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The 2010 elections supposedly swept the tea party into great power in Congress, with great vats of ink spilled on the populist fervor they represented and on claims that these weren't basically standard conservative Republicans. But in fact, the 2010 freshman class has been something of a dud in that regard, from their official tea party affiliations to their less-than-populist approach to financial legislation—and taking money from the big banks.

A Think Progress analysis finds that, despite the anti-bailout campaigns many of the tea party frosh ran in 2010:

Eleven of the 15 have become co-sponsors of H.R. 3461, a top priority for the ABA. According to Americans for Financial Reform, the legislation would “tilt the playing field further in the direction of excessive deference to industry interests and tie the hands of regulators attempting to protect the public interest.” [...]

And of the 15, all but McKinley and Rep. Tim Huelskamp (R-KS) voted for the GOP’s 2013 budget proposal, which included the repeal of a key component of the financial sector regulation.

Meanwhile, they've collected a combined $602,627 in PAC contributions from banks enrolled in TARP and the American Bankers Association. It's not just banking—when it comes to the business as usual of working for legislation that benefits campaign donors, the tea party freshmen have been right on board to help donors on several issues.

Despite the class of 2010's big tea party reputation, Republicans elected to the House that year were actually less likely than other Republicans to join the Tea Party Caucus; moreover, according to a Politico analysis, in 100 key votes in 2011, the class of 2010 Tea Party Caucus members voted against the Republican party's position just 1.25 percentage points more frequently than did their non-tea party freshmen colleagues.

All of which just goes to show what we've long known about tea partiers in general: They're just conservative Republicans, rebranded.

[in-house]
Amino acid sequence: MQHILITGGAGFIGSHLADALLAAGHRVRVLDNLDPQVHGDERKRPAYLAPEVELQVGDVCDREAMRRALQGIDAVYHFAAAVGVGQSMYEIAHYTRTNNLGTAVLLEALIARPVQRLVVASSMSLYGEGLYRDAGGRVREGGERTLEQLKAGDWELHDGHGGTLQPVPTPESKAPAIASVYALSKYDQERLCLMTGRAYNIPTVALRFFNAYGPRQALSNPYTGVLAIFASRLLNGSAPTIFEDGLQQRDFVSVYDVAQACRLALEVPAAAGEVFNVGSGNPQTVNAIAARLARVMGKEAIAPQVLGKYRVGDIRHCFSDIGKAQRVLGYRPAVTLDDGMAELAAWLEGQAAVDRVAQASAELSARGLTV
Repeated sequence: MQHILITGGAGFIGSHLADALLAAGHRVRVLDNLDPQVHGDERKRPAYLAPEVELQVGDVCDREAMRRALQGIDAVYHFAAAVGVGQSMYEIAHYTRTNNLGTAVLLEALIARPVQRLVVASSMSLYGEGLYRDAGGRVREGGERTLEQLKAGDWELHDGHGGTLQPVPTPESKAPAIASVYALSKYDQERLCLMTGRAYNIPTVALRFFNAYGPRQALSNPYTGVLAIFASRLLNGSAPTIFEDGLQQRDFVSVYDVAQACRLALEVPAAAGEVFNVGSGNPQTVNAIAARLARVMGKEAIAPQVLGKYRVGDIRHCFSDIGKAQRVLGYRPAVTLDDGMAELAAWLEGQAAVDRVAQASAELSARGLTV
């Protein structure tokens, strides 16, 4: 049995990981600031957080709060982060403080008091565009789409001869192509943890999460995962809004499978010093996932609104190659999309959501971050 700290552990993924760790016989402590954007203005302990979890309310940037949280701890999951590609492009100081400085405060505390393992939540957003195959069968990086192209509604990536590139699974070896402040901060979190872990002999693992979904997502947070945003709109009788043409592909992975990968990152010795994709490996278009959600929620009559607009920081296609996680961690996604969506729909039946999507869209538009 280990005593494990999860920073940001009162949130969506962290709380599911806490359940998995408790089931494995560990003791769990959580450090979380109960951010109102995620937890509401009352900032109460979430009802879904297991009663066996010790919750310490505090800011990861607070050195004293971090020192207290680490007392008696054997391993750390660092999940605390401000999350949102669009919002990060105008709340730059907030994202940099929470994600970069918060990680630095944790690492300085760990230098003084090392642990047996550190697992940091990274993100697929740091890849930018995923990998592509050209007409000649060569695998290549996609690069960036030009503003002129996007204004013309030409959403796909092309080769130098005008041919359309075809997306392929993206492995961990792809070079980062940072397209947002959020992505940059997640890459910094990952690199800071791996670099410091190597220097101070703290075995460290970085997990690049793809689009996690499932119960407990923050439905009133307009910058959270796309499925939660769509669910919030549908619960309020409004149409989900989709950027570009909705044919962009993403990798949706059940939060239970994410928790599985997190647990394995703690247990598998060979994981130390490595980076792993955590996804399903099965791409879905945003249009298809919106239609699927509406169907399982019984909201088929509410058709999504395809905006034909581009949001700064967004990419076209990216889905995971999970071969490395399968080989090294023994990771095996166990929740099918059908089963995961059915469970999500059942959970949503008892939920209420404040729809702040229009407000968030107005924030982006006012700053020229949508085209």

Originally posted to Laura Clawson on Mon May 21, 2012 at 02:50 PM PDT.

Also republished by Daily Kos.

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Comment Preferences

  •  Let Bain Capital fail (0+ / 0-)

    Shocking story of the almost demise of Bain Captial , click it you can handle the truth

  •  not surprising (0+ / 0-)

    the teabaggers are against gvt intervention, which entails being against regulation and bailouts.

  •  Tea Party is Donors & Issue Advertisers (2+ / 0-)
    Recommended by:
    annieli, Larsstephens

    more than anything else.

    We are called to speak for the weak, for the voiceless, for victims of our nation and for those it calls enemy.... --ML King "Beyond Vietnam"

    by Gooserock on Mon May 21, 2012 at 03:25:17 PM PDT

  •  banks seek new assetholes with the 'baggers /nt (0+ / 0-)

    slutty voter for a "dangerous president"; Präsidentenelf-maßschach; Warning-Some Snark Above"Nous sommes un groupuscule" (-9.50; -7.03) "Sciant terra viam monstrare." 政治委员, 政委!

    by annieli on Mon May 21, 2012 at 03:51:14 PM PDT

  •  No more bailouts was their slogan until they lied (0+ / 0-)

    Theyre the evil white supremacist wing of the evil GOP. Now they want to keep their ought & paid for jObs. They can go to the devil with their evil voters.

    The radical Republican party is the party of oppression, fear, loathing and above all more money and power for the people who robbed us.

    by a2nite on Mon May 21, 2012 at 03:53:59 PM PDT

  •  all those Mr Smiths going to DC losing their... (1+ / 0-)
    Recommended by:


    As a nation, the U.S. consumes the most hot dogs per capita. So you'd be wise to never underestimate our powers of denial.